Inequality is the result of many different phenomena. Some of them should be a source of policy concern while others should not. My main problem is the inequality that arises from differences in productivity—namely, differences in productivity across regions, across cities, within cities and across social groups. We know that there are huge differences in income across countries of the world: the richest countries are 200 to 300 times richer than the poorest countries in per capita terms. That’s inequality at the global scale.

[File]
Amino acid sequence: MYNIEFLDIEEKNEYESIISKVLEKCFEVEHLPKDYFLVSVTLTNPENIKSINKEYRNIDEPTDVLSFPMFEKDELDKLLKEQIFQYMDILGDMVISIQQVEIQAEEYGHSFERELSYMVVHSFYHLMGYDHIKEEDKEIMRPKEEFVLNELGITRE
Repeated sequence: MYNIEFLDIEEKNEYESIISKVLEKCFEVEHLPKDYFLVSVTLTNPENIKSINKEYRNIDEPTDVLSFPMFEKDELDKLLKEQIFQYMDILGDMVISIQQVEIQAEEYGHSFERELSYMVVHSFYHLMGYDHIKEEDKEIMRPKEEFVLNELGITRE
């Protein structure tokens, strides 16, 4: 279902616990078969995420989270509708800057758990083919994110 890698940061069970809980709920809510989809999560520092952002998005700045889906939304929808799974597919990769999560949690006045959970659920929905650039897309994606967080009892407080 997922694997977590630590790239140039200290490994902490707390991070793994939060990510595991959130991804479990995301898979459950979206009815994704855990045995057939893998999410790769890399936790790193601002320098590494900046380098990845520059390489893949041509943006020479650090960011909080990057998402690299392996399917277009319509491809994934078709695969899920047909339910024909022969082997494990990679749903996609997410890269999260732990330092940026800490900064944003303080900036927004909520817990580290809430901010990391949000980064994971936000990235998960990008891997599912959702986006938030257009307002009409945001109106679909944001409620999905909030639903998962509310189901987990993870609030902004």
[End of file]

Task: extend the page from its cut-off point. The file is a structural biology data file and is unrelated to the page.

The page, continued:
That is mostly caused by differences in productivity. It’s not because there’s a global pie and it is shared unequally between the rich countries and the poor countries. These are just independent pies of radically different size. At the global level, the bulk of inequality across countries is inequality in productivity.